Published: 31st January 2020
Centre released only 57% of school education funds to states till December 2019. Where's the rest?
Before the financial year 2018-19, the release of funds by the Centre for the three different schemes brought under Samagra Shiksha had always been high. But now it has dropped drastically
The Government of India had only released 57 per cent of the total funds allocated for Samagra Shiksha – an integrated scheme for school education till December 15, 2019, said a pre-budget report by Centre for Policy Research's Accountability Initiative. This is in stark contrast with the previous years when 95 to 100 per cent of the allocated funds were released.
Will the Narendra Modi-led government be able to disperse a whole lot of funds towards school education in the last quarter and make the numbers look better? Technically possible, but the question remains whether it is probable, say researchers who worked on the study. Mridusmita Bordoloi, a co-author of the study explained, "There is generally a jump in the funds released during the last quarter of a financial year. Therefore, there is a likelihood that the proportion of GoI allocations that would eventually be released by the end of March would be higher than the status till December. However, it is difficult to guess the extent of the increase."
The Cabinet Committee on Economic Affairs (CCEA), in its meeting held on March 28, 2018, had approved an outlay of Rs 34,000 crore for Samagra Shiksha for the financial year 2018-19 and Rs 41,000 crore for the financial year 2019-20. "However, actual allocations for the scheme in these two years have been lower. In FY 2018-19, as per Revised Estimates (REs) Rs 30,781 crore was allocated for Samagra Shiksha – over Rs 3,000 crore less than the approved outlay. Similarly, in FY 2019-20, while allocations increased by 18 per cent to stand at Rs 36,322 crore, they were less than the approved outlay by Rs 4,678 crore," said the report.
Before the financial year 2018-19, the release of funds by the Centre for the three different schemes brought under Samagra Shiksha had always been high. "In FY 2017-18, the entire GoI share of allocations for SSA was released. Releases were also more than GoI allocations for RMSA," said the report, adding that the release of funds under the Samagra Shiksha has been relatively lower. "In the financial year 2018-19, GoI released 95 per cent of its allocations of Rs 30,781 crores. During 2019-20, till December 15, 2019, a total of Rs 20,868 crore was released, accounting for 57 per cent of the Centre's allocations for the year.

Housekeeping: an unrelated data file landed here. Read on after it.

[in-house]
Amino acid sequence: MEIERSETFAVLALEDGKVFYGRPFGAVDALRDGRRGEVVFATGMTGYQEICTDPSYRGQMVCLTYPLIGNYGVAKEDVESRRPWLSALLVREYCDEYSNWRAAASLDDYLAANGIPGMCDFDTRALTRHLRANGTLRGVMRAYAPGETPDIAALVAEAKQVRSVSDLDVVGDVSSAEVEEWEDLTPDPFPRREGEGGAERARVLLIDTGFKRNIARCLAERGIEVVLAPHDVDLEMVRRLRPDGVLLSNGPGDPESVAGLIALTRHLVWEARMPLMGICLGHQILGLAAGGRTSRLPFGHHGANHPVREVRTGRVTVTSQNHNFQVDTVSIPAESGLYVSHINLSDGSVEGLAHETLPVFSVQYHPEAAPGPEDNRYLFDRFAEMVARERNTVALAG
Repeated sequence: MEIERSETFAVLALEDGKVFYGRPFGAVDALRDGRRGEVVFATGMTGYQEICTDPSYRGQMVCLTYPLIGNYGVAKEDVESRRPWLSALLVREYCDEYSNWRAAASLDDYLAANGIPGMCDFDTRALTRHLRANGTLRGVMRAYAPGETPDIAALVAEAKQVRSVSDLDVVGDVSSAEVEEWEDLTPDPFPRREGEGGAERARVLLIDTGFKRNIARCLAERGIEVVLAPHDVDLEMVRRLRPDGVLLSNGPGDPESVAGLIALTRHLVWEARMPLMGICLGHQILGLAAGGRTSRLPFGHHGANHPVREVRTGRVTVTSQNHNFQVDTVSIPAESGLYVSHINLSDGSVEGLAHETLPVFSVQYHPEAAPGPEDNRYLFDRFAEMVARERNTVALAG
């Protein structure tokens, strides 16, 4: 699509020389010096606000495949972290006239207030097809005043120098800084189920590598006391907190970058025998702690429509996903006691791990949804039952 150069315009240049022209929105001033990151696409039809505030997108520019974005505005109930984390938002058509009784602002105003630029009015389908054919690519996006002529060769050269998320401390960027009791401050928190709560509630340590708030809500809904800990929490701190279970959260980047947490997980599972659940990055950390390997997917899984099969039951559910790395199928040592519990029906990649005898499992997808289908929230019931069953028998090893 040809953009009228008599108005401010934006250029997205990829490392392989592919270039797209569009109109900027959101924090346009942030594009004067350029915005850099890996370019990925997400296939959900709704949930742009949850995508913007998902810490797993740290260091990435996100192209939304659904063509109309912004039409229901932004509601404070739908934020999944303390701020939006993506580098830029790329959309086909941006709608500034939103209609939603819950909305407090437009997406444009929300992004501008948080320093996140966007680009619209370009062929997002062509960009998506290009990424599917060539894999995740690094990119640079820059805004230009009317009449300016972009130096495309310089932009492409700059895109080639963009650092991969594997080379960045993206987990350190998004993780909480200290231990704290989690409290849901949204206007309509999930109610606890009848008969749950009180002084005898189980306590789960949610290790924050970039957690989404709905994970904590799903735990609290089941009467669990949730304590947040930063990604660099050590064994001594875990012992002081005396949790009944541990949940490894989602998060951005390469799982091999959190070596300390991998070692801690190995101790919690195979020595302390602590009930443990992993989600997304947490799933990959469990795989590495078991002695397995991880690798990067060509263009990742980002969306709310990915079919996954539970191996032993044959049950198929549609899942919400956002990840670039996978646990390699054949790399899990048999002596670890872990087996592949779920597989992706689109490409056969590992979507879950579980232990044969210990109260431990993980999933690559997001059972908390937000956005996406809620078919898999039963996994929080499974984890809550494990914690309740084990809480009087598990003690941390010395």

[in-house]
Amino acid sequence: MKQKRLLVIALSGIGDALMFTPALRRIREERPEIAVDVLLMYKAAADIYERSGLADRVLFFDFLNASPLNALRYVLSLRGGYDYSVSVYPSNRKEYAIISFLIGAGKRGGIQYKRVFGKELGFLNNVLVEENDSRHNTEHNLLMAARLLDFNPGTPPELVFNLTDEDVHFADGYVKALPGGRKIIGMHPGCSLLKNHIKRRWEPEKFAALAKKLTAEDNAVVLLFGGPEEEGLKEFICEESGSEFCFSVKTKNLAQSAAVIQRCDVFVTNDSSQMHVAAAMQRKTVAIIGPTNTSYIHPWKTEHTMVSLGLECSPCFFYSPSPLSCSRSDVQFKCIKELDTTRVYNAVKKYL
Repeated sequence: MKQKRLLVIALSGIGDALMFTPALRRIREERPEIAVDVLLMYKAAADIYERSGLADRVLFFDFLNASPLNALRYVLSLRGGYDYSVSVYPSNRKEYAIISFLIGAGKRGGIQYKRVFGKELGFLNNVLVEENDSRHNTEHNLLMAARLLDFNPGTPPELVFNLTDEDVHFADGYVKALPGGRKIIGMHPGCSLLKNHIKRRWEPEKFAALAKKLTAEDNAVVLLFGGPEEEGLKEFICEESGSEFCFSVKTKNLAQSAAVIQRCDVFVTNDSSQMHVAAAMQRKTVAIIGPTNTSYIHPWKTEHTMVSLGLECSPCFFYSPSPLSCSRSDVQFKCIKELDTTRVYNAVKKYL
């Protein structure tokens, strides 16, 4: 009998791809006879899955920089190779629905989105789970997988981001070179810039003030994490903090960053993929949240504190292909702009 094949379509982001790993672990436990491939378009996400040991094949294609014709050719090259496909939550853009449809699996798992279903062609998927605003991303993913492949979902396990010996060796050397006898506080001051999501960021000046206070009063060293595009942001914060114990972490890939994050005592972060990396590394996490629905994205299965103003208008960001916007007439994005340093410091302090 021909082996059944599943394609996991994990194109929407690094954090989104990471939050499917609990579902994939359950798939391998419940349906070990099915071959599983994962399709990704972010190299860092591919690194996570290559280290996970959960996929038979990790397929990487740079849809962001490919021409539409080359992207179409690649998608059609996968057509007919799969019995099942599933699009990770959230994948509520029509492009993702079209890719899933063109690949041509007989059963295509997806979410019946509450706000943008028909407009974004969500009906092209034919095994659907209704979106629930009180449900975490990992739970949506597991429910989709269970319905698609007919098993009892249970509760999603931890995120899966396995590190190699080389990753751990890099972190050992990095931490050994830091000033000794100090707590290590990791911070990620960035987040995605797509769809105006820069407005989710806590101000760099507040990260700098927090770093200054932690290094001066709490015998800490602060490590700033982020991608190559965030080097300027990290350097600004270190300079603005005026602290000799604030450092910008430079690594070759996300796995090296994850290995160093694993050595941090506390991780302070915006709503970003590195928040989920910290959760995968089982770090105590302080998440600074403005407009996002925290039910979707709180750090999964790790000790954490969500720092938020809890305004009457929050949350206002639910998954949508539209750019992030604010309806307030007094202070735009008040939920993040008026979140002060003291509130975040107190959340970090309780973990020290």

States spent only 22% of the total budget
What is even more surprising is that the states too have spent only 22 per cent of the total approved budget of the Samagra Shiksha scheme which includes the Sarva Shiksha Abhiyan (SSA), Rashtriya Madhyamik Shiksha Abhiyan (RMSA) and Teacher Education (TE), added the report.
The release figures of 57 per cent pertain to just the central government's allocations, said Avani Kapur, a Fellow at the Centre for Policy Research (CPR) and Director of the Accountability Initiative. "But the utilisation (22 per cent) is out of the approved budget which is usually much higher than the allocations and includes state shares too. Part of the reason for low utilisation is just simply that the fund release was low. So, if the state had only received 58 per cent from the centre, as a proportion of the approved budget it would be even lower," said Avani. She co-authored the report with Mridusmita Bordoloi.
Before the Samagra Shiksha was launched, 60 to 70 per cent of the budget for SSA was spent, and between 36 and 46 per cent, spent on RMSA. "In 2018-19, one-third (66 per cent) of the total approved budget for Samagra Shiksha was spent. Utilisation, however, was low in 2019-20. During the first seven months of the current financial year (till October 31, 2019), states had spent only 22 per cent of the total approved budget under Samagra Shiksha, including state share," said the report.
Is there a reason for this low utilisation? Avani reckons, "This year, the low releases are evident across schemes and could be a function of the fiscal space constraints."
Is this Shiksha getting spent up?
Launched in April 2018, Samagra Shiksha was primarily aimed at ensuring inclusive and equitable quality education from pre-primary to senior-secondary stages keeping in mind the Sustainable Development Goals (SDG) for education. The Ministry of Human Resource Development (MHRD) scheme aims to treat school education as a continuous journey from pre-school to senior secondary levels and to "ensure allocative efficiency and optimal utilisation of budgetary and human resources".
"The scheme is in accordance with the draft National Education Policy (NEP) released by the MHRD in May 2019, which proposes to expand the Right of Children to Free and Compulsory Education (RTE) Act, 2009, to include up to three years of early childhood education (prior to Class I) and four years of secondary education (Classes IX to XII)," the report added.